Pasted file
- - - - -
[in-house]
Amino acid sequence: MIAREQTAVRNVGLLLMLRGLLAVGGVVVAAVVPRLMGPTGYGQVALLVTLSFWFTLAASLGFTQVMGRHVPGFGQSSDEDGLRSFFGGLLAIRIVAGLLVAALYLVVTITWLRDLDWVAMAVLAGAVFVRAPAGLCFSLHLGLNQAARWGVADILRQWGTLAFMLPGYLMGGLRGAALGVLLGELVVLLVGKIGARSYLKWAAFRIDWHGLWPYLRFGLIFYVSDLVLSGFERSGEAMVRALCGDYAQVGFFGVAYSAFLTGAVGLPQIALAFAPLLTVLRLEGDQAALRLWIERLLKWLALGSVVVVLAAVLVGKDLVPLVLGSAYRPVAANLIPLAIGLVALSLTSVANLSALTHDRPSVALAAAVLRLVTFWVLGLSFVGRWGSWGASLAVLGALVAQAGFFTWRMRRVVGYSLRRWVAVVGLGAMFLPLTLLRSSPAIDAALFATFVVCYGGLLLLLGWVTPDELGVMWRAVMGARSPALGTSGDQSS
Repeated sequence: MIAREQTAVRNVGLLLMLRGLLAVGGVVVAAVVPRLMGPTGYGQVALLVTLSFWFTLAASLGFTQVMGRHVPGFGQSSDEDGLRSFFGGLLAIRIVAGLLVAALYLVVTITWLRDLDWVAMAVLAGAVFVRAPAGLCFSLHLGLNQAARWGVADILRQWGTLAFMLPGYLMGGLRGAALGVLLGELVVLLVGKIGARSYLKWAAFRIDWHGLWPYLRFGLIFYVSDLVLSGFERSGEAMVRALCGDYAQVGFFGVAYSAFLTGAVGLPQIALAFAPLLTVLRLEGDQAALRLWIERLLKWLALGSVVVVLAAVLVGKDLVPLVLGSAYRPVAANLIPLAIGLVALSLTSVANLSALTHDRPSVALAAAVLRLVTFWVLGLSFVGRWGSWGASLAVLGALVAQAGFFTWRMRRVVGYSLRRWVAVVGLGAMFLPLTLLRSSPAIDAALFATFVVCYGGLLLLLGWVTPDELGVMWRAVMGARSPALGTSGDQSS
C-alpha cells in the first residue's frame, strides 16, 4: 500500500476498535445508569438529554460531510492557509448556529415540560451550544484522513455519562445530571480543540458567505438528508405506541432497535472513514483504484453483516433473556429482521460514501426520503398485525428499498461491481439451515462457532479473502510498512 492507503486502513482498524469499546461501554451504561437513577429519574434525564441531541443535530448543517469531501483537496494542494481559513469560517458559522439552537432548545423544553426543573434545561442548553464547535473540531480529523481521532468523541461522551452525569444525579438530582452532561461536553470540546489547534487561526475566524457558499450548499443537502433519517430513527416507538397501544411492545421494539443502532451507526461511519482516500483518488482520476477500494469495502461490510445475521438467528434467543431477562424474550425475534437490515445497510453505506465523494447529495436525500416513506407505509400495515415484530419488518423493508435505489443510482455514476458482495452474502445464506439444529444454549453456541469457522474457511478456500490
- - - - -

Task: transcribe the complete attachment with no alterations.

[in-house]
Amino acid sequence: MIAREQTAVRNVGLLLMLRGLLAVGGVVVAAVVPRLMGPTGYGQVALLVTLSFWFTLAASLGFTQVMGRHVPGFGQSSDEDGLRSFFGGLLAIRIVAGLLVAALYLVVTITWLRDLDWVAMAVLAGAVFVRAPAGLCFSLHLGLNQAARWGVADILRQWGTLAFMLPGYLMGGLRGAALGVLLGELVVLLVGKIGARSYLKWAAFRIDWHGLWPYLRFGLIFYVSDLVLSGFERSGEAMVRALCGDYAQVGFFGVAYSAFLTGAVGLPQIALAFAPLLTVLRLEGDQAALRLWIERLLKWLALGSVVVVLAAVLVGKDLVPLVLGSAYRPVAANLIPLAIGLVALSLTSVANLSALTHDRPSVALAAAVLRLVTFWVLGLSFVGRWGSWGASLAVLGALVAQAGFFTWRMRRVVGYSLRRWVAVVGLGAMFLPLTLLRSSPAIDAALFATFVVCYGGLLLLLGWVTPDELGVMWRAVMGARSPALGTSGDQSS
Repeated sequence: MIAREQTAVRNVGLLLMLRGLLAVGGVVVAAVVPRLMGPTGYGQVALLVTLSFWFTLAASLGFTQVMGRHVPGFGQSSDEDGLRSFFGGLLAIRIVAGLLVAALYLVVTITWLRDLDWVAMAVLAGAVFVRAPAGLCFSLHLGLNQAARWGVADILRQWGTLAFMLPGYLMGGLRGAALGVLLGELVVLLVGKIGARSYLKWAAFRIDWHGLWPYLRFGLIFYVSDLVLSGFERSGEAMVRALCGDYAQVGFFGVAYSAFLTGAVGLPQIALAFAPLLTVLRLEGDQAALRLWIERLLKWLALGSVVVVLAAVLVGKDLVPLVLGSAYRPVAANLIPLAIGLVALSLTSVANLSALTHDRPSVALAAAVLRLVTFWVLGLSFVGRWGSWGASLAVLGALVAQAGFFTWRMRRVVGYSLRRWVAVVGLGAMFLPLTLLRSSPAIDAALFATFVVCYGGLLLLLGWVTPDELGVMWRAVMGARSPALGTSGDQSS
C-alpha cells in the first residue's frame, strides 16, 4: 500500500476498535445508569438529554460531510492557509448556529415540560451550544484522513455519562445530571480543540458567505438528508405506541432497535472513514483504484453483516433473556429482521460514501426520503398485525428499498461491481439451515462457532479473502510498512 492507503486502513482498524469499546461501554451504561437513577429519574434525564441531541443535530448543517469531501483537496494542494481559513469560517458559522439552537432548545423544553426543573434545561442548553464547535473540531480529523481521532468523541461522551452525569444525579438530582452532561461536553470540546489547534487561526475566524457558499450548499443537502433519517430513527416507538397501544411492545421494539443502532451507526461511519482516500483518488482520476477500494469495502461490510445475521438467528434467543431477562424474550425475534437490515445497510453505506465523494447529495436525500416513506407505509400495515415484530419488518423493508435505489443510482455514476458482495452474502445464506439444529444454549453456541469457522474457511478456500490